During remarks at the American Enterprise Institute
recently in Washington, Tedeschi said some servicemembers found the
changes in their lives so profound after combat, they expressed
gratitude for having gone through it — even if it cost them permanent
“They’d felt they’d changed as people in ways they otherwise
wouldn’t have,” Tedeschi says. “At the same time, as this trauma
separates them from other people, it also allows them to maybe see
themselves as more human than they ever were before, have a closer
connection with what it means to be a human being .”
You know, I don’t doubt this happens. After all, people have a
tendency to try to integrate their experiences for growth. But there’s
a fine line between that voluntary process and being cajoled by the
Army into pretending you don’t have problems.
I used to write about this stuff all the time when I was writing aboutGalactica, and 9/11, and all the horrible shit my friends and I put each other through once upon a time:
That which does not kill us takes away our best friends, our arms
and legs, our hair and eyes and lungs and hearts. That which does not
kill us pushes us onward. Come out of the chrysalis and you can tell
yourself you’re more beautiful, if that makes it better, if it soothes
your sting. I don’t care, particularly. Does the pain really make us
who we are, or is that what we tell ourselves in order to survive it?
Can we ever see the worth of the race at the finish line? Or do we need
another hundred thousand years?
Because otherwise, if it’s not Meaningful and Necessary, it’s burned
and blackened and stupid, empty, half a bridge to nowhere on a
deserted, bombed-out world. Otherwise it’s just what you dreamed of,
destitute and lost, the thing you bought at the cost of your miserable
I’m too involved with my own coping strategies these days to slam anyone else’s, except to say that it’s so, so, so easy to confuse “necessary” and “okay.” Most of us do it all day long anyway, because shitty things that happened to you have to be necessary in order that they no longer be shitty. For the story to make sense in retrospect, for it to fit inside where you need to keep it, you have to trim the hard edges off. Repeat something often enough, like your story about the hard times, and it starts to seem less real, and more like a movie you once saw.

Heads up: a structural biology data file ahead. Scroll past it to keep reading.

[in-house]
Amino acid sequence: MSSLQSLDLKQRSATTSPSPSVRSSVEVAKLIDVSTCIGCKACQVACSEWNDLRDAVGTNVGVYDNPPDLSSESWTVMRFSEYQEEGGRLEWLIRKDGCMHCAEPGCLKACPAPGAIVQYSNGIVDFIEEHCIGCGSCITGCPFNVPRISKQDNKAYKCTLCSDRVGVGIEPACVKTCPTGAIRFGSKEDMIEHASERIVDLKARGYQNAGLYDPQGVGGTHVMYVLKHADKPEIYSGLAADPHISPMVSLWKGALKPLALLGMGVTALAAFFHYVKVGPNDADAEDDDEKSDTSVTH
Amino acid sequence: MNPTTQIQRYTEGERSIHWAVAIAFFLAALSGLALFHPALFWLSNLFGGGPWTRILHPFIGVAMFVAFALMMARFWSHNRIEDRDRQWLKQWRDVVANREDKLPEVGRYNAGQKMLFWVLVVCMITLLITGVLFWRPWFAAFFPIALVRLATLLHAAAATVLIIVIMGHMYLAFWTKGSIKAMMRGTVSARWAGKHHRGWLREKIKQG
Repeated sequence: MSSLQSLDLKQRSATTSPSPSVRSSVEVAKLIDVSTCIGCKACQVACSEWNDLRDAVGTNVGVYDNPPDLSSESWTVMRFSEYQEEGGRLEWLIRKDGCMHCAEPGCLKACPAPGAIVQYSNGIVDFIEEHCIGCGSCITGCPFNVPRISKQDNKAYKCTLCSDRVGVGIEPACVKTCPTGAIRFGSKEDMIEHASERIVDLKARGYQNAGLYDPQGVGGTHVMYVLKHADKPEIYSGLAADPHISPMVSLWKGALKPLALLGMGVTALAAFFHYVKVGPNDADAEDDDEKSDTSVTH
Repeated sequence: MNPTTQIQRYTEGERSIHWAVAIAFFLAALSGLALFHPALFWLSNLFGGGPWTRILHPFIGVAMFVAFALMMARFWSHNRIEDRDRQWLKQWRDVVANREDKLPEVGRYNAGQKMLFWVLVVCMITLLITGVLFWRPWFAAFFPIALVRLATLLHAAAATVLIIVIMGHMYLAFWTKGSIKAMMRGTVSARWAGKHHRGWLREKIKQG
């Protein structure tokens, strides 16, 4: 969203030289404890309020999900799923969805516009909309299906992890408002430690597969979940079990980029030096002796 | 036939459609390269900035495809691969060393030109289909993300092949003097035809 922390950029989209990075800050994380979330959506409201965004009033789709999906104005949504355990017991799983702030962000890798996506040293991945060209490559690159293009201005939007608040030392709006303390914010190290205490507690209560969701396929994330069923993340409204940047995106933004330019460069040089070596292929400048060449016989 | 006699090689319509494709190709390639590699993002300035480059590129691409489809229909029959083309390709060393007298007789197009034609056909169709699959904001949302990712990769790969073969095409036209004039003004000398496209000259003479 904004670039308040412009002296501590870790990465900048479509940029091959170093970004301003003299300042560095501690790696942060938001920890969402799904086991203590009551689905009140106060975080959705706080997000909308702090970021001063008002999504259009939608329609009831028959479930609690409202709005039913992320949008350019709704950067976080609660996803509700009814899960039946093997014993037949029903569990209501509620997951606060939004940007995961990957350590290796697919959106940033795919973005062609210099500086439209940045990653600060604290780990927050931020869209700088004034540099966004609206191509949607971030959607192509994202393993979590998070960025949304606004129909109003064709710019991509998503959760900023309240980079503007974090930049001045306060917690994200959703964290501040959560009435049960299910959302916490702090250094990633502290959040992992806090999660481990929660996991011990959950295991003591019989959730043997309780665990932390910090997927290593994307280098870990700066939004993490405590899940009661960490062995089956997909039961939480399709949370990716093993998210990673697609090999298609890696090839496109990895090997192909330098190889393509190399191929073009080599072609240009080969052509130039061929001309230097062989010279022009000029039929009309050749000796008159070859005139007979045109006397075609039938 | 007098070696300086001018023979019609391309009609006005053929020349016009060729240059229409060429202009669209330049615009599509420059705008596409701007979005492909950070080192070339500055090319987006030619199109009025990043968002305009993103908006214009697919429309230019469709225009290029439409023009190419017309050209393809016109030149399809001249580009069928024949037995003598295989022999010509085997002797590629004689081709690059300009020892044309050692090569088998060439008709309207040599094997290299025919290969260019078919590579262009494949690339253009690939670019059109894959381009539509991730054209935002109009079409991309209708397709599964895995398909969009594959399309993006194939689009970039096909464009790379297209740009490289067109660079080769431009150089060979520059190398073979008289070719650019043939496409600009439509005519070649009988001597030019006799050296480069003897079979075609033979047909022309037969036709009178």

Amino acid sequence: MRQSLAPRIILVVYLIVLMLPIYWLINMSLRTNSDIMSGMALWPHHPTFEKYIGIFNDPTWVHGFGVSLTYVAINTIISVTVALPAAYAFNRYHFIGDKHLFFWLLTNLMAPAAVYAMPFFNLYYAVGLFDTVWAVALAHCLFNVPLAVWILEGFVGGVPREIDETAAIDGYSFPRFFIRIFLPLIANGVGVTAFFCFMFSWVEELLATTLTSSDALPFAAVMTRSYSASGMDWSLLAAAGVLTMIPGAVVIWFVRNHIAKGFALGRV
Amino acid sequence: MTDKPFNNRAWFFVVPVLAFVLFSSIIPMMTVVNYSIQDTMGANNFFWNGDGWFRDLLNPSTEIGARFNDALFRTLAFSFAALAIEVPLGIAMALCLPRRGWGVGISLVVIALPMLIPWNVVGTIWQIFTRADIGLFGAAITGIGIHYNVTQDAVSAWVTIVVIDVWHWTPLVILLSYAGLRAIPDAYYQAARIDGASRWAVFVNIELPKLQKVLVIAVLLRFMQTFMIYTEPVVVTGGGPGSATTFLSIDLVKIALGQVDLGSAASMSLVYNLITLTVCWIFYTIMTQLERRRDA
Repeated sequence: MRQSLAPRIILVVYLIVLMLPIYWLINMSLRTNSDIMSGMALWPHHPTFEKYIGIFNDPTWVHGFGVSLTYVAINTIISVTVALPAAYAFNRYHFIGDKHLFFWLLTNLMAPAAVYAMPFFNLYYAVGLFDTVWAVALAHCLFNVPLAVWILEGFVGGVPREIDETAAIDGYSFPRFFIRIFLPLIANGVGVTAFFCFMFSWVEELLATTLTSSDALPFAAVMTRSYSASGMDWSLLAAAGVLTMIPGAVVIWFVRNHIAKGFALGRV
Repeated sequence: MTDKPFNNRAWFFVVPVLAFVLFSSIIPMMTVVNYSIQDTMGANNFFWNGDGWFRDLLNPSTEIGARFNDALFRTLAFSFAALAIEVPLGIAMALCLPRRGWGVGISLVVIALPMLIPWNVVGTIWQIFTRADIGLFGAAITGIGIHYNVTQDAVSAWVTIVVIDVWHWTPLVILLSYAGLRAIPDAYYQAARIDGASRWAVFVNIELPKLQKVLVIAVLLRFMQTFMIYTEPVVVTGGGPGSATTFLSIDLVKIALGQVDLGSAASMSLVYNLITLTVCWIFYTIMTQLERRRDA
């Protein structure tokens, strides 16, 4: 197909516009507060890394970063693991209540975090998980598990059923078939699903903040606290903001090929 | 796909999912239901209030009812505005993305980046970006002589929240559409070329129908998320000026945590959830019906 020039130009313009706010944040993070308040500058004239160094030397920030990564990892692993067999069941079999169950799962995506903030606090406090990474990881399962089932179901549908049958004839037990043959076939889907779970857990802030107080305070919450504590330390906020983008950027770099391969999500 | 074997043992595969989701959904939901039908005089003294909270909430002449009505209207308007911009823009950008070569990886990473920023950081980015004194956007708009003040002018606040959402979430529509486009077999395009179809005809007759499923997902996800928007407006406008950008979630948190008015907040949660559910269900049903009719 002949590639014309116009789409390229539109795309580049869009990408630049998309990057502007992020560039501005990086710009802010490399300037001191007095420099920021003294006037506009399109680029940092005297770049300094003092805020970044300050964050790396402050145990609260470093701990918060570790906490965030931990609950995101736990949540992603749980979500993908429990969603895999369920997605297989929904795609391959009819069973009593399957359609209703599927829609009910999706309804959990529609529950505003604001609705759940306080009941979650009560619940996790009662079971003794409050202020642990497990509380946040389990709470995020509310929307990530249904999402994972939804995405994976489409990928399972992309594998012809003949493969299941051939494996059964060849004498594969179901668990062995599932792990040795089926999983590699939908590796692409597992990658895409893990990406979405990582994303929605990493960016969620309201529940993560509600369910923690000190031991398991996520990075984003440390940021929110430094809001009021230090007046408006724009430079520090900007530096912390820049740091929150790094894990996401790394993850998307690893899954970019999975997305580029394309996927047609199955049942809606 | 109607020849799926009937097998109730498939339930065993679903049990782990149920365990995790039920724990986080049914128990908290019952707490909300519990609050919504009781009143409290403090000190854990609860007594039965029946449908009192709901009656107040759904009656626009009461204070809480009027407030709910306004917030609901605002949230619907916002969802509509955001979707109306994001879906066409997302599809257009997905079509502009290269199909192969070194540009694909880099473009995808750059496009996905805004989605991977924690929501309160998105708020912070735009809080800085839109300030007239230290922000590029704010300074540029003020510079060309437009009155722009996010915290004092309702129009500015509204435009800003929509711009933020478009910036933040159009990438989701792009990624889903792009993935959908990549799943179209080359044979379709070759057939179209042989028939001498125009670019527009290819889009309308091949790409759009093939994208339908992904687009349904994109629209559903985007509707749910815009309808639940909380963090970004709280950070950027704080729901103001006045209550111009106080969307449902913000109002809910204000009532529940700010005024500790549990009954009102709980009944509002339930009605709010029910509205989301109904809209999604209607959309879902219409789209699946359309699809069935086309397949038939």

But we only ever tell the story in retrospect. Poverty is a useful lesson, once you’re wealthy. Hunger may make the feast seem sweeter but there has to be a feast for you to taste first. Nobody says, while hurting, this pain is teaching me something. It’s only afterward, when the pain is gone. It has to be over, first, before it can become A Moment, and that’s where the idea that one should be grateful for one’s misfortune becomes the worst kind of condescension. Kids today don’t know how rough you had it. They only know how rough they have it, because that’s all any of us know.
So don’t tell me my pain will be useful someday. And don’t ask someone else to endure something you think will be good for him. The only lessons you’re responsible for are your own. You can’t tell me what was worth it. You have no idea. None of us do.